We recently bought a little old house with a detached garage that had been converted into a study or studio. There's a great sagging bundle of cables running from the main house to the studio. Some are obviously phone lines, some look like coax cable. None are obviously power lines, but there's definitely electricity in the studio.

We don't have a landline and when we set up our cable they ran a new cable line, and I assume that if we ever wanted a landline they'd start that from scratch, too. So I'd really like to cut these cables, but I obviously don't want to go out with my wire cutter and snip the power line.

Where the power lines come into the main junction box from the street they run through porcelain insulators. I haven't figured out where the power for the studio actually runs.

I've tried to trace them to their respective sources, but at various points they've been painted over and it is really hard to sort out where each wire is coming from or going to.

So my question is: how do I ensure that I won't electrocute myself before I cut any particular wire?

  • 4
    Post a picture of what you want to cut for better info.
    – Tyson
    Commented Feb 27, 2017 at 21:59
  • 2
    Individual power wires may "look" like coaxial cables, from the outside. Round wires look much the same. I'd suggest relaxing about the "great sagging bundle of cables" until you trace where the power actually runs, first. Odds are pretty good it's 3 or 4 of those cables. Words of whiz-dumb for the day: "If it ain't broke, don't fix it."
    – Ecnerwal
    Commented Feb 28, 2017 at 2:44
  • 3
    If you're not sure what you're doing, then the risk of electrocution is not worth taking. Hire a qualified electrician. Commented Feb 28, 2017 at 2:54
  • 1
    Well I mean, if you wear thick gloves, shoes, cover your skin, and chop away, you're not going to electrocute yourself. Start a fire or do some damage maybe, but electrocute yourself, no.
    – Jason C
    Commented Feb 28, 2017 at 4:13
  • 1
    Right, I should have mentioned that there are more risks than just electrocution that are not worth taking. If you don't want to set fire to your house, and don't want to kill yourself, then for the love of God, hire a qualified electrician. No offence to anyone who might answer this question, but you absolutely should NOT trust the advice of a bunch of strangers on the internet to keep yourself safe. Commented Feb 28, 2017 at 4:28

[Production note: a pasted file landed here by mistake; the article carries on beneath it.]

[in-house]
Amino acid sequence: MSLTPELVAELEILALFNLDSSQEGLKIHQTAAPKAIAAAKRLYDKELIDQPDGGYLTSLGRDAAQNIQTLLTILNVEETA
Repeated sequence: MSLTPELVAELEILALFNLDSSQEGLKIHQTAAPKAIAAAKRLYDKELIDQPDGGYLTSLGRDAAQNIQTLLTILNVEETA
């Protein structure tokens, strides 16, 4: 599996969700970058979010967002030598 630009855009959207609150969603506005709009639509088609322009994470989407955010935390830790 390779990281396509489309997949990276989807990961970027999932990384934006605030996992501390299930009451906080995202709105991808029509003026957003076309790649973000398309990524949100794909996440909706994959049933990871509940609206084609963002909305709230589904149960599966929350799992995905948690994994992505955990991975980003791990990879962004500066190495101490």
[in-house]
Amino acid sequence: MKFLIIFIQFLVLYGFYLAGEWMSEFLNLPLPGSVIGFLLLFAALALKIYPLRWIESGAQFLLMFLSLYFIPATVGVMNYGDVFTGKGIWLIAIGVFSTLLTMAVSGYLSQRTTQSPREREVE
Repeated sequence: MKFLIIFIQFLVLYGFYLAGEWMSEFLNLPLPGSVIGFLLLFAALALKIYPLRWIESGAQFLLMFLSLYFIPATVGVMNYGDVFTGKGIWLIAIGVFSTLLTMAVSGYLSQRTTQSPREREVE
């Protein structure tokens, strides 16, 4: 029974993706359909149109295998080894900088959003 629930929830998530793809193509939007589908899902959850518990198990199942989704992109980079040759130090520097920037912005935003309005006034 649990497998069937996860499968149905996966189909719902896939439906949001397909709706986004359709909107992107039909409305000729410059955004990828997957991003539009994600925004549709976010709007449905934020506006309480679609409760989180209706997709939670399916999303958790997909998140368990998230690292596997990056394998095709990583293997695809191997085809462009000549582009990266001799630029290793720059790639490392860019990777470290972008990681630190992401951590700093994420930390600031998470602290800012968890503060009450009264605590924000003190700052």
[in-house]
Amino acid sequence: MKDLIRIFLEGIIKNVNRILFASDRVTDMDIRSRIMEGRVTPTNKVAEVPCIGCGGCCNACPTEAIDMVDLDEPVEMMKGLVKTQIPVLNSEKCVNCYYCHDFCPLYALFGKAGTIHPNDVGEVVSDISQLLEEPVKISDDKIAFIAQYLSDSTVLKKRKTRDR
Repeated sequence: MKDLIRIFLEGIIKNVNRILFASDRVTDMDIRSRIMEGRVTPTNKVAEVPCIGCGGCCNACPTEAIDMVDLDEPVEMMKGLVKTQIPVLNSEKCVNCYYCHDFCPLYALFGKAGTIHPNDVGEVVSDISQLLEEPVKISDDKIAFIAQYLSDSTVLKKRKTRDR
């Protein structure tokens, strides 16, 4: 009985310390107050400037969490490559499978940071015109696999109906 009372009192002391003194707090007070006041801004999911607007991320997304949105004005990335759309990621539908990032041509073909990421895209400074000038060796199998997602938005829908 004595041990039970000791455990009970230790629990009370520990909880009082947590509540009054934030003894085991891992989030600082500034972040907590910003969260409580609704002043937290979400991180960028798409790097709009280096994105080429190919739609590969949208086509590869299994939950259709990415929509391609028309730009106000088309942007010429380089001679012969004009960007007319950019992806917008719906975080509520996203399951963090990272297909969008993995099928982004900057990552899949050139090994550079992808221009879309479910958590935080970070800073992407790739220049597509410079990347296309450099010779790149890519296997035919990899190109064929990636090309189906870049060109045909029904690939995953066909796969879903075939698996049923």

2 Answers 2


If you go over to Amazon and search "voltage sensor" you can find several quality sensors for less than fifteen bucks. Once you have it, you can place the probe near the wires in question, and the probe will signal if there is any hazardous voltage present. This is an item that should be in any Do-It-Yourselfer's tool box.

  • I don't need to puncture the insulation to check for live currents?
    – Amanda
    Commented Feb 27, 2017 at 20:50
  • 3
    "Non-contact voltage tester", "voltage detector", "voltage tester". Any of these search terms should work.
    – Tester101
    Commented Feb 27, 2017 at 21:08
  • 9
    Make sure to test the NCVT on a known-live power wire (even a switched-on lamp cord will do) before using it to test unknown wires. Don't want to be fooled into a false sense of security by a faulty tester or dead batteries.
    – mmathis
    Commented Feb 27, 2017 at 21:43
  • 1
    Also be aware that some voltage testers will both light up and emit a sound when voltage is detected, but the sound may be muted by holding the power button when turning it on. I was working in another room when a first time user only paid attention to the sound, but since he was unaware that he muted it he incorrectly assumed the wire was dead. Sparks flew, but luckily he was not electrocuted.
    – llogan
    Commented Feb 28, 2017 at 0:23
  • 1


Like everybody is saying, get an electrician.

But, if you aren't going to do that, here is a checklist.

  • use a voltage checker to find power lines. Mark them.
  • turn off or unscrew any fuses that may or may not be relevant.
  • check that the power is indeed off in the area.
  • wear your rubber gloves and boots and other protective equipment.
  • cut the non-power wires.
  • isolate the ends of each wire.
  • turn fuses on again.
  • in case of fire, turn fuses off again before trying to put out fire.
  • call electrician to fix the mess you made.
  • for the longer term "isolate the ends of each wire" is the most problematic one. It should be done and marked properly.
    – Rsf
    Commented Feb 28, 2017 at 9:59

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